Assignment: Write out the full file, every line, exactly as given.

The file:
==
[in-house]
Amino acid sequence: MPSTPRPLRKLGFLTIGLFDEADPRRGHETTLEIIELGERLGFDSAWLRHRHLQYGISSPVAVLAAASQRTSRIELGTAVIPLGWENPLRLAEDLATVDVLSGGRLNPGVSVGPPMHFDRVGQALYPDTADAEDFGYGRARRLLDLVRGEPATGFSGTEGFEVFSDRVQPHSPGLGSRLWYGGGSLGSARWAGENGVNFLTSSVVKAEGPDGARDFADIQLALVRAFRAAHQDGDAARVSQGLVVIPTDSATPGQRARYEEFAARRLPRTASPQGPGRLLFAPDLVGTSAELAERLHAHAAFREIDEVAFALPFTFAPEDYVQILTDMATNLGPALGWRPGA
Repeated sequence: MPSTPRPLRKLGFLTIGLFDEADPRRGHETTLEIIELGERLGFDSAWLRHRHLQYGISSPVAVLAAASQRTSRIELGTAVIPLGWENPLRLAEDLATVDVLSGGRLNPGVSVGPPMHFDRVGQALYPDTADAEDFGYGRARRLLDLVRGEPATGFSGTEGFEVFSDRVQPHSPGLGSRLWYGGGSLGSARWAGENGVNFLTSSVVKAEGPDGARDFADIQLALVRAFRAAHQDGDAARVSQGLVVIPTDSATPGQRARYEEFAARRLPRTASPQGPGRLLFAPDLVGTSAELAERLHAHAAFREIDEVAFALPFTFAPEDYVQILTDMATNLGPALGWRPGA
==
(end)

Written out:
[in-house]
Amino acid sequence: MPSTPRPLRKLGFLTIGLFDEADPRRGHETTLEIIELGERLGFDSAWLRHRHLQYGISSPVAVLAAASQRTSRIELGTAVIPLGWENPLRLAEDLATVDVLSGGRLNPGVSVGPPMHFDRVGQALYPDTADAEDFGYGRARRLLDLVRGEPATGFSGTEGFEVFSDRVQPHSPGLGSRLWYGGGSLGSARWAGENGVNFLTSSVVKAEGPDGARDFADIQLALVRAFRAAHQDGDAARVSQGLVVIPTDSATPGQRARYEEFAARRLPRTASPQGPGRLLFAPDLVGTSAELAERLHAHAAFREIDEVAFALPFTFAPEDYVQILTDMATNLGPALGWRPGA
Repeated sequence: MPSTPRPLRKLGFLTIGLFDEADPRRGHETTLEIIELGERLGFDSAWLRHRHLQYGISSPVAVLAAASQRTSRIELGTAVIPLGWENPLRLAEDLATVDVLSGGRLNPGVSVGPPMHFDRVGQALYPDTADAEDFGYGRARRLLDLVRGEPATGFSGTEGFEVFSDRVQPHSPGLGSRLWYGGGSLGSARWAGENGVNFLTSSVVKAEGPDGARDFADIQLALVRAFRAAHQDGDAARVSQGLVVIPTDSATPGQRARYEEFAARRLPRTASPQGPGRLLFAPDLVGTSAELAERLHAHAAFREIDEVAFALPFTFAPEDYVQILTDMATNLGPALGWRPGA